From 04 November 2014 to 01 February 2015
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From 17 February to 17 May 2014
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Like many of hippolyte Petitjean's works, his watercolours carry no indication of date and place. Although they are very close in style to those painted by both Pissarros-the father and the son-in the years 1866-1890, according to Robert Herbert, the art historian of neo-Impressionism, they were in fact painted in the last years of his life, from 1912 onwards, when the artist had moved back to the neo-impressionist technique he had abandoned at the turn of the century. These watercolours, which consitute the most interesting part of his work, have been highly sought-after by art collectors ever since they were revealed to the public in the exhibition organised in 1955 with the support of the artist's daughter in the gallery of the "Institut de Paris", which was followed by a second exhibition at the David D. Findlay gallery in New York in 1959.
Throughout his career, Petitjean systematically moved back and forth from neo-Impressionism to a more academically inspired art, in the style of Puvis de Chavannes. This attempt to reconcile tradition and modernity found its best expression in his pure and thoughfully constructed landscapes, in which the painter abandons all allegorical or mythological allusion. Here he uses very freely the technique of colour division, applying the paint rapidly with small brushstrokes, in a loose network which lets the white paper show though. Thus, he sets off the brightness of the colours, whithout tarnishing them by superimposing them. In this way, Petitjean achieves a very decorative, fairly bright effect, but very far from that obtained with a more rigorous use of colour division according to the strict principes of the divisionist method, as was understood by Paul Signac and Henri-Edmond Cross.
Here, there is very little drawing, few outlines. The artist depicts the scene in large masses: the water, the sky and the tree in the middle, framed on either side by the dense vegetation of the verges. He clearly enjoys opposing the density of the boat and the vegetation-represented with more intense colours and denser touches-to the lighter and more spaced out strokes of the water and the sky. He then concentrates on describing the overlapping of the colours, particularly the bright sunny yellow which spreads into the blue of the sky. Petitjean also avoids marking too neatly the lines which separate the vegetation from its reflection, thus creating a poetical landscape, more evocative than precisely described, and is more interested in depicting the effect of the light-probably that of the end to the day when the warm and coloured shadows become longer and blur the perception of the limits which separate reality from its reflections, and the object from the shadow it projects.
Painted in a style very similar to the previous work, again this watercolour has no indication of place or date. It might be a landscape of the Ile-de-France, but the massive and squat Romanesque bell-tower could be that of the village of Donzy-le-Perthuis, near Mâcon, in the department of Saône et Loire, often depicted by the artist. In fact, Petitjean regularly went back to his native region, and left many watercolours of Donzy-le-Perthuis similar to this one. Curiously, the bell-tower at the centre of the composition is the only object which has not been painted in divided strokes. This makes it appear as an isolated element, and may suggest that the artist was reluctant to use, for the solid character of a building, a technique he applied more willingly to evoke fluid elements, such as vegetation or nature in general.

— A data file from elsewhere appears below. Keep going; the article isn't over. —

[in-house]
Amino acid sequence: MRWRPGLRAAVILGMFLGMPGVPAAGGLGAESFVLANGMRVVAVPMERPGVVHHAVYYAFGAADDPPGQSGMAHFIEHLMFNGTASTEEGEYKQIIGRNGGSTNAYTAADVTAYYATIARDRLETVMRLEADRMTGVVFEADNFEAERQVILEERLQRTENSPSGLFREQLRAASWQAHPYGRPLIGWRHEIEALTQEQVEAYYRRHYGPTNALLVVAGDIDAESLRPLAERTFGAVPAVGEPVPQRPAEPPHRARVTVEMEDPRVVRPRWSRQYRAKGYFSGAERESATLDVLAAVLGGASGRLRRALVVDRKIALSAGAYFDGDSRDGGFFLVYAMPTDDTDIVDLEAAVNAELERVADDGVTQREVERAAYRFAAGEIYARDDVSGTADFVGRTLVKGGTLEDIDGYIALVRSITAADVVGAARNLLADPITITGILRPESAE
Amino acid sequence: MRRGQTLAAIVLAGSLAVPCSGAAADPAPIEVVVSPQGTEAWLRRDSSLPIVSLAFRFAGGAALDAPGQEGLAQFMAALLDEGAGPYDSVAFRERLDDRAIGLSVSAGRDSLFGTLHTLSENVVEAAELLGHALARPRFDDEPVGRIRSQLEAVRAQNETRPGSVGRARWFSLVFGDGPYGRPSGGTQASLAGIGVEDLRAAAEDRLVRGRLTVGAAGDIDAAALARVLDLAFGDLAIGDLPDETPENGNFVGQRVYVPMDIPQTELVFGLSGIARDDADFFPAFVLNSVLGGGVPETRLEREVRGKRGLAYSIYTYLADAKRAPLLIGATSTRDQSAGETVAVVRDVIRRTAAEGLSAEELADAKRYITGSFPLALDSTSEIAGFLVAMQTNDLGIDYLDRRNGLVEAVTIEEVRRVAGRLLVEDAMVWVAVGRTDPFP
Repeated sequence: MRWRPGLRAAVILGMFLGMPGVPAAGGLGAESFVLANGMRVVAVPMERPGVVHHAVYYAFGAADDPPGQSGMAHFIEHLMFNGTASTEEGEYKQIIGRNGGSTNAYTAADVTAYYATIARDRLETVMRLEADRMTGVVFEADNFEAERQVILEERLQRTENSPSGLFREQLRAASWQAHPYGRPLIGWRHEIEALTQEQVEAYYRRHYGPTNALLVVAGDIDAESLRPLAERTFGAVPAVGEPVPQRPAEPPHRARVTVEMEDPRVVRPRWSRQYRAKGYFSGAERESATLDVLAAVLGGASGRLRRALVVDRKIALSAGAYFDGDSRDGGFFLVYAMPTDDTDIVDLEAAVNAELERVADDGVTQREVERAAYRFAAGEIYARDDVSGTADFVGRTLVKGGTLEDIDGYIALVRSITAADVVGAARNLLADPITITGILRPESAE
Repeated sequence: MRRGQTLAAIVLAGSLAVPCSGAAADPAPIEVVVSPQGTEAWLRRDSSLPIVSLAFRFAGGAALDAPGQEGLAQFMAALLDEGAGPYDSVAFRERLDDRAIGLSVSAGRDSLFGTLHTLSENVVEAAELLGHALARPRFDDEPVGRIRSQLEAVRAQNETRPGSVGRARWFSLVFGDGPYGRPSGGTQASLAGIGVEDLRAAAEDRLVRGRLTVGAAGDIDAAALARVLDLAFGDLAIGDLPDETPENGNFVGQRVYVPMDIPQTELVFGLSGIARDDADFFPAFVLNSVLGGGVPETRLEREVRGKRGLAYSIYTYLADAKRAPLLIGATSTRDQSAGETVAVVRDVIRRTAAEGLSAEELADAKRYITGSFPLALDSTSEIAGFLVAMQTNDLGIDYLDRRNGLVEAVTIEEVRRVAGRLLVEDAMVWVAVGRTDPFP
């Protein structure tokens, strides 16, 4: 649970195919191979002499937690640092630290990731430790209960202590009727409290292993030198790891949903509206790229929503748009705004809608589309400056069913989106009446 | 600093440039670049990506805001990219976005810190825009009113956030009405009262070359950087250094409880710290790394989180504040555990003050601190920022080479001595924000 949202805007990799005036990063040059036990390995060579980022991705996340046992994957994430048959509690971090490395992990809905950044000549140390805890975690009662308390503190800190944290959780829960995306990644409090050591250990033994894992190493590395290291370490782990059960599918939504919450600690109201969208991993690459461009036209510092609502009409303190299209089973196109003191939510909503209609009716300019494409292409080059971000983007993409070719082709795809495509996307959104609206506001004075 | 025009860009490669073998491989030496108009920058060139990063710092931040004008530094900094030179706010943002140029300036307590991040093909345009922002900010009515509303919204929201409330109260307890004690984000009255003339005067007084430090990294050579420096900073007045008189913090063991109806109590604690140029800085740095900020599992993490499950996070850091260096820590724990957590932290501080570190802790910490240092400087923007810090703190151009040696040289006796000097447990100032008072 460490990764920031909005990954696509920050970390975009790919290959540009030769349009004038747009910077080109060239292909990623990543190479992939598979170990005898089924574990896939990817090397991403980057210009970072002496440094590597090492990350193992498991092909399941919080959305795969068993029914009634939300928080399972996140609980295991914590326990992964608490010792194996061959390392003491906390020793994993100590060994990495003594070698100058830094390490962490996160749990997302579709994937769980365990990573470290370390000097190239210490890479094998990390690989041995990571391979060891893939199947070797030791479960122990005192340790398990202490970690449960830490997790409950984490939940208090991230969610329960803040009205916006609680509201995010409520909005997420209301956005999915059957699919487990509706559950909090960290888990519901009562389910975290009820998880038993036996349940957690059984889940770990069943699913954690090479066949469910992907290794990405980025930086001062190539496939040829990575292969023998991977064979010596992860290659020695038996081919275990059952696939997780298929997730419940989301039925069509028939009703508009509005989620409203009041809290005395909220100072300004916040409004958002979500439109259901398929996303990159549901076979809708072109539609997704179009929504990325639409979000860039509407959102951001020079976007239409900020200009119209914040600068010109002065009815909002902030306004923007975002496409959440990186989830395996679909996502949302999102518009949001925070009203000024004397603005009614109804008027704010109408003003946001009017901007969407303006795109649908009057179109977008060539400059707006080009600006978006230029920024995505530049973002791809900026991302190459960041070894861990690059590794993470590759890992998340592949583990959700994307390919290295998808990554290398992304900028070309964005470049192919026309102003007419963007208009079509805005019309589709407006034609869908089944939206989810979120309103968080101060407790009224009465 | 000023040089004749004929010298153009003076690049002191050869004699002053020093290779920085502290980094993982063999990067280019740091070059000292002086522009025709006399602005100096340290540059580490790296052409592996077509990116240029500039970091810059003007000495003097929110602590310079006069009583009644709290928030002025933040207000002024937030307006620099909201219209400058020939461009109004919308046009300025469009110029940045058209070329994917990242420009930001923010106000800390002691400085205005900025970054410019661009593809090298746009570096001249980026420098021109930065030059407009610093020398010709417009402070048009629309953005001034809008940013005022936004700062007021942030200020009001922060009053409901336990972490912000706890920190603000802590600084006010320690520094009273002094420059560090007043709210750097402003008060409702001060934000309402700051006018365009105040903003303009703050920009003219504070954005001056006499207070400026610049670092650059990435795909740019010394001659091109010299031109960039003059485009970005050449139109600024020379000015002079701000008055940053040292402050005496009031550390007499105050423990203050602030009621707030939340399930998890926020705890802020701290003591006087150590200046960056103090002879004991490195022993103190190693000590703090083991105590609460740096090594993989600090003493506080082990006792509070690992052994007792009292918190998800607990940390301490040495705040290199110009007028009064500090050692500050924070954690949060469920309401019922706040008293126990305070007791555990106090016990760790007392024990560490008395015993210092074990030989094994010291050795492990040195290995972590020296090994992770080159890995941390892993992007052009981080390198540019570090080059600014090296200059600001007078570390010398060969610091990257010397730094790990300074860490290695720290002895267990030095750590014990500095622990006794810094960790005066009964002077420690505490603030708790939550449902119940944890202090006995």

Here we find again Hippolyte Petitjean's taste for simple and readable compositions. Isolated on a low hill, at the foot of which some houses can be made out, the bell-tower is framed on either side by the trees bordering the road to the village, and is clearly played off against the hills in the background. Again, the artist has simplified the colourful composition by isolating the elements of the landscape in large zones with clearly defined shades: the foliage of the trees and the triangle of the road in the foreground framed by the blue shadows of the trees, then the bright sunny yellow of a wheat field and the paler blue of the hills in the distance. The sinuous lines of the tree trunks and boughs, the more sweeping touches which represent the foliage, introduce a slight movement in this sober and geometrical composition. The dispersion of the small coloured dots creates a general sense of vibration, reinforced by the choice of colours. The light shades, enhanced by some notes of pure colours-yellow, red and blue-which liven up this extremely classic composition, create the illusion of light and movement. Thus, this watercolour embodies the charming art of the shy and modest Petitjean. It shows at the same time his naivety and his spontaneity, his faithfulness to tradition and his over-tempered boldness. It expresses the contradictory inclinations which marked the artist's entire career, dominated by the continuous alternation between two temptations: remaining the admirer of Puvis de Chavannes and choosing a moderate art, or being an artist in search of novelty, sensitive to the modernity of colour as understood by the neo-Impressionist painters.